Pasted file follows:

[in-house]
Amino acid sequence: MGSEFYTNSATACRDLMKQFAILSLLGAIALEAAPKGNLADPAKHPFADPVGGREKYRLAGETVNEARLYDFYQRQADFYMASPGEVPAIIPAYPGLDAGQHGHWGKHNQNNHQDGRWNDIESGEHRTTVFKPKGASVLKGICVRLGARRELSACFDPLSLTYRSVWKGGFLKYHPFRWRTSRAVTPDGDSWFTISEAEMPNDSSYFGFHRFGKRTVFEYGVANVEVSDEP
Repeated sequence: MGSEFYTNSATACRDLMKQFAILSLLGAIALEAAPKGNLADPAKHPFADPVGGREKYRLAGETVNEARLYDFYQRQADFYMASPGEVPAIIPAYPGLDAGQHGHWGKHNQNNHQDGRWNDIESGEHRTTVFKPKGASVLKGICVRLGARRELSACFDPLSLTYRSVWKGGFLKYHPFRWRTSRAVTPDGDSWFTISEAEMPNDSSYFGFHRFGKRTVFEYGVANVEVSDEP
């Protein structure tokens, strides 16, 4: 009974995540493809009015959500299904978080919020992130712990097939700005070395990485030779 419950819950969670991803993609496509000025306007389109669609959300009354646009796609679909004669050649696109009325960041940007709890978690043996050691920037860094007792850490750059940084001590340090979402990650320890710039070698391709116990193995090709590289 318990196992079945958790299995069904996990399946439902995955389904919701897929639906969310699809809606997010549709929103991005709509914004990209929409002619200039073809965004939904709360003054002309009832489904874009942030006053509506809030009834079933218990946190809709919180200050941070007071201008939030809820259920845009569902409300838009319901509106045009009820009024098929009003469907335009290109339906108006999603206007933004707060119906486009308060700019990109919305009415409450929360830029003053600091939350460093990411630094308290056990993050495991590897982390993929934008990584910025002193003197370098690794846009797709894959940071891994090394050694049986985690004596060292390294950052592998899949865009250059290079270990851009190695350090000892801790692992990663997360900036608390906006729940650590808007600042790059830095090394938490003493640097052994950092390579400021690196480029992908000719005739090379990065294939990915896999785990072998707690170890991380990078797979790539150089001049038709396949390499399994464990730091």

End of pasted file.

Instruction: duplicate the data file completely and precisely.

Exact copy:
[in-house]
Amino acid sequence: MGSEFYTNSATACRDLMKQFAILSLLGAIALEAAPKGNLADPAKHPFADPVGGREKYRLAGETVNEARLYDFYQRQADFYMASPGEVPAIIPAYPGLDAGQHGHWGKHNQNNHQDGRWNDIESGEHRTTVFKPKGASVLKGICVRLGARRELSACFDPLSLTYRSVWKGGFLKYHPFRWRTSRAVTPDGDSWFTISEAEMPNDSSYFGFHRFGKRTVFEYGVANVEVSDEP
Repeated sequence: MGSEFYTNSATACRDLMKQFAILSLLGAIALEAAPKGNLADPAKHPFADPVGGREKYRLAGETVNEARLYDFYQRQADFYMASPGEVPAIIPAYPGLDAGQHGHWGKHNQNNHQDGRWNDIESGEHRTTVFKPKGASVLKGICVRLGARRELSACFDPLSLTYRSVWKGGFLKYHPFRWRTSRAVTPDGDSWFTISEAEMPNDSSYFGFHRFGKRTVFEYGVANVEVSDEP
């Protein structure tokens, strides 16, 4: 009974995540493809009015959500299904978080919020992130712990097939700005070395990485030779 419950819950969670991803993609496509000025306007389109669609959300009354646009796609679909004669050649696109009325960041940007709890978690043996050691920037860094007792850490750059940084001590340090979402990650320890710039070698391709116990193995090709590289 318990196992079945958790299995069904996990399946439902995955389904919701897929639906969310699809809606997010549709929103991005709509914004990209929409002619200039073809965004939904709360003054002309009832489904874009942030006053509506809030009834079933218990946190809709919180200050941070007071201008939030809820259920845009569902409300838009319901509106045009009820009024098929009003469907335009290109339906108006999603206007933004707060119906486009308060700019990109919305009415409450929360830029003053600091939350460093990411630094308290056990993050495991590897982390993929934008990584910025002193003197370098690794846009797709894959940071891994090394050694049986985690004596060292390294950052592998899949865009250059290079270990851009190695350090000892801790692992990663997360900036608390906006729940650590808007600042790059830095090394938490003493640097052994950092390579400021690196480029992908000719005739090379990065294939990915896999785990072998707690170890991380990078797979790539150089001049038709396949390499399994464990730091």